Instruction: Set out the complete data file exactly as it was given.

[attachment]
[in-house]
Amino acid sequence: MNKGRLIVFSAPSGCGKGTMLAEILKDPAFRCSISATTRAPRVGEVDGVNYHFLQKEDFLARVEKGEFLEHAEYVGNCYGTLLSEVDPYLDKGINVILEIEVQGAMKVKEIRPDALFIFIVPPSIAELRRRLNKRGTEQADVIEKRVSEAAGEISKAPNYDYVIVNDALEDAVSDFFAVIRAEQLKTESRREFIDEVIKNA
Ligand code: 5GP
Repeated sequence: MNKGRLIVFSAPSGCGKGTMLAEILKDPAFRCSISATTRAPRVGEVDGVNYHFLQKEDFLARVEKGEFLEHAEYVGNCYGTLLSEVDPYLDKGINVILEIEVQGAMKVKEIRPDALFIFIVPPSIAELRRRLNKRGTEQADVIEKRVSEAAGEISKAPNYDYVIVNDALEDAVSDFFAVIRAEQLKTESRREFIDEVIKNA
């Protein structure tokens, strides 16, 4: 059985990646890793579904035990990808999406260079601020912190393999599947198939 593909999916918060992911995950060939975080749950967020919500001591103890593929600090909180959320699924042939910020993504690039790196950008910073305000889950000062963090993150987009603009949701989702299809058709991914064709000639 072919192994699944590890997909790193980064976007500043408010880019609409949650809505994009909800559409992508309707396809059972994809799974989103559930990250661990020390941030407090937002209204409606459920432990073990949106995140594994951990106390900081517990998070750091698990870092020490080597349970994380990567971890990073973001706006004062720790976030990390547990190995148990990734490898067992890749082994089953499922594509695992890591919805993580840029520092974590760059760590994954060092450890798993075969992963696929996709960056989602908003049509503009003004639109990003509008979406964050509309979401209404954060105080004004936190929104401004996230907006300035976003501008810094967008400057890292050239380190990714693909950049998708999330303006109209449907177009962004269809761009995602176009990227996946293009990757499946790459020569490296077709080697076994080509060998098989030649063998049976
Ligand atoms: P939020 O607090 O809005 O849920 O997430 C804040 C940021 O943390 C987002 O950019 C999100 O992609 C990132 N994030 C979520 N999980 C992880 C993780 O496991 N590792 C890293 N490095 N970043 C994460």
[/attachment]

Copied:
[in-house]
Amino acid sequence: MNKGRLIVFSAPSGCGKGTMLAEILKDPAFRCSISATTRAPRVGEVDGVNYHFLQKEDFLARVEKGEFLEHAEYVGNCYGTLLSEVDPYLDKGINVILEIEVQGAMKVKEIRPDALFIFIVPPSIAELRRRLNKRGTEQADVIEKRVSEAAGEISKAPNYDYVIVNDALEDAVSDFFAVIRAEQLKTESRREFIDEVIKNA
Ligand code: 5GP
Repeated sequence: MNKGRLIVFSAPSGCGKGTMLAEILKDPAFRCSISATTRAPRVGEVDGVNYHFLQKEDFLARVEKGEFLEHAEYVGNCYGTLLSEVDPYLDKGINVILEIEVQGAMKVKEIRPDALFIFIVPPSIAELRRRLNKRGTEQADVIEKRVSEAAGEISKAPNYDYVIVNDALEDAVSDFFAVIRAEQLKTESRREFIDEVIKNA
């Protein structure tokens, strides 16, 4: 059985990646890793579904035990990808999406260079601020912190393999599947198939 593909999916918060992911995950060939975080749950967020919500001591103890593929600090909180959320699924042939910020993504690039790196950008910073305000889950000062963090993150987009603009949701989702299809058709991914064709000639 072919192994699944590890997909790193980064976007500043408010880019609409949650809505994009909800559409992508309707396809059972994809799974989103559930990250661990020390941030407090937002209204409606459920432990073990949106995140594994951990106390900081517990998070750091698990870092020490080597349970994380990567971890990073973001706006004062720790976030990390547990190995148990990734490898067992890749082994089953499922594509695992890591919805993580840029520092974590760059760590994954060092450890798993075969992963696929996709960056989602908003049509503009003004639109990003509008979406964050509309979401209404954060105080004004936190929104401004996230907006300035976003501008810094967008400057890292050239380190990714693909950049998708999330303006109209449907177009962004269809761009995602176009990227996946293009990757499946790459020569490296077709080697076994080509060998098989030649063998049976
Ligand atoms: P939020 O607090 O809005 O849920 O997430 C804040 C940021 O943390 C987002 O950019 C999100 O992609 C990132 N994030 C979520 N999980 C992880 C993780 O496991 N590792 C890293 N490095 N970043 C994460």